Sovereigns: Dynamite’s Crowning Achievement
By Cliff Biggers
Turok. Solar Magnus. Spektor. In 2014, these Gold Key heroes returned to comics in solo series produced by Dynamite Entertainment. Two years later, Dynamite reintroduced them (along with Samson) in the pages of Gold Key Alliance. And in 2017, they’re back again—like you’ve never seen them before—in the new ongoing series The Sovereigns.
“The Sovereigns is the story of all the legendary Gold Key characters at the apex of their careers as heroes — and at their moment of greatest crisis,” writer Ray Fawkes said. “It all begins and ends with Turok, King of the Lost Valley. It turns out his life and his kingdom are more important to the survival of the world than everybody knew.”
“Sovereigns is everything I love about comics,” Senior Editor Matt Idelson added. “A huge, cosmic threat; heroes with incredible humanity yet differing from one another through their all-too-human quirks; and telling a story that both honors the rich history of some truly great characters while building something that first-time readers can enjoy is incredibly satisfying for me. Ray and Johnny are doing work you’re destined to slobber over.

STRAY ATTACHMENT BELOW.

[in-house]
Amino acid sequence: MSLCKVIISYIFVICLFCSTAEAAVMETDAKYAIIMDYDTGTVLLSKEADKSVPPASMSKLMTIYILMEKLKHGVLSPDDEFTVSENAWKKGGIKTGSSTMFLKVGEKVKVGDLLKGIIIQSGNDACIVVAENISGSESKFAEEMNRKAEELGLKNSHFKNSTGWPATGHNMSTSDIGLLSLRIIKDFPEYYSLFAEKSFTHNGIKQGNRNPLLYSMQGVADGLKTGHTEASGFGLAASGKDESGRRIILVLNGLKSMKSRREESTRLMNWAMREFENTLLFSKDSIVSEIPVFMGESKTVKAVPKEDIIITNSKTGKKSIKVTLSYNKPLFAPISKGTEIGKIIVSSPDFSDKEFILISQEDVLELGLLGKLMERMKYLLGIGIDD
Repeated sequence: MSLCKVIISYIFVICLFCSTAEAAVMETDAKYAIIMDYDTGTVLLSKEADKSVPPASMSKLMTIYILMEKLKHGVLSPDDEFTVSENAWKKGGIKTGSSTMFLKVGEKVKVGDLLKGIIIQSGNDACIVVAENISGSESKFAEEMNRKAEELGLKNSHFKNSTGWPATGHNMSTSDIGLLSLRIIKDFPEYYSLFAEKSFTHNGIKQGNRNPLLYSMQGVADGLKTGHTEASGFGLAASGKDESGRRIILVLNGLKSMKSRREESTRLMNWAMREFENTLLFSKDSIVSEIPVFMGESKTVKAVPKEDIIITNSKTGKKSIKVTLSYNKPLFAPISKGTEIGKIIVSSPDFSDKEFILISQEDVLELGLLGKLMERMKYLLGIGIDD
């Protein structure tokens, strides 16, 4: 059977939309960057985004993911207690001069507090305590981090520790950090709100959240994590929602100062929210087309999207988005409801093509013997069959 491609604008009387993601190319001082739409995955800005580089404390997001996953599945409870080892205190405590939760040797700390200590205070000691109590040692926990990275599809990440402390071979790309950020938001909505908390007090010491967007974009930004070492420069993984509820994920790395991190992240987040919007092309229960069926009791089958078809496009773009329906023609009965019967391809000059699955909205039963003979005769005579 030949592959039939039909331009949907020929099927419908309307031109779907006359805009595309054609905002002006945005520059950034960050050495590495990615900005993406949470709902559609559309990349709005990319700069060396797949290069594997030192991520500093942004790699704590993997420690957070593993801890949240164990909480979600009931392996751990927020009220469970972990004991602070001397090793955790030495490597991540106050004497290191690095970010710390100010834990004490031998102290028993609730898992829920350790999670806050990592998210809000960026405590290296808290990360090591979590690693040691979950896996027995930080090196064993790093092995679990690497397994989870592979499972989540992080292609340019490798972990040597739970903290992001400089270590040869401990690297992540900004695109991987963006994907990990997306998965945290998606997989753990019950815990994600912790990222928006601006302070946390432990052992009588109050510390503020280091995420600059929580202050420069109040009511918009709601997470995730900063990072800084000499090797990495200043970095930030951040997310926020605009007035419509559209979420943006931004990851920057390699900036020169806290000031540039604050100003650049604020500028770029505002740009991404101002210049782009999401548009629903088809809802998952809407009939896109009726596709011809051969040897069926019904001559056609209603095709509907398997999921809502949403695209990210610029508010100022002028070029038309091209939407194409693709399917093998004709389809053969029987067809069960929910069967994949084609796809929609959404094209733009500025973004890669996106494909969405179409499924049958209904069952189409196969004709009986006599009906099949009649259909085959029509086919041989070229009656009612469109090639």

“The Gold Key heroes have been reinvented a number of times by a number of different publishers, and while going back to their original depictions was certainly discussed, it felt like we’d just be doing what you’ve seen before. What we’re doing here with these characters definitely is something you haven’t. I guess you could say we’re pushing all our chips into the middle of the table.”
Readers will be introduced to this new series in a special 48-page Sovereigns #0, which combines Fawkes’ compelling lead story with a trio of backup tales by Kyle Higgins, who is writing Magnus; Aubrey Sitterson, who is writing Doctor Spektor; and Chuck Wendig, who is writing Turok.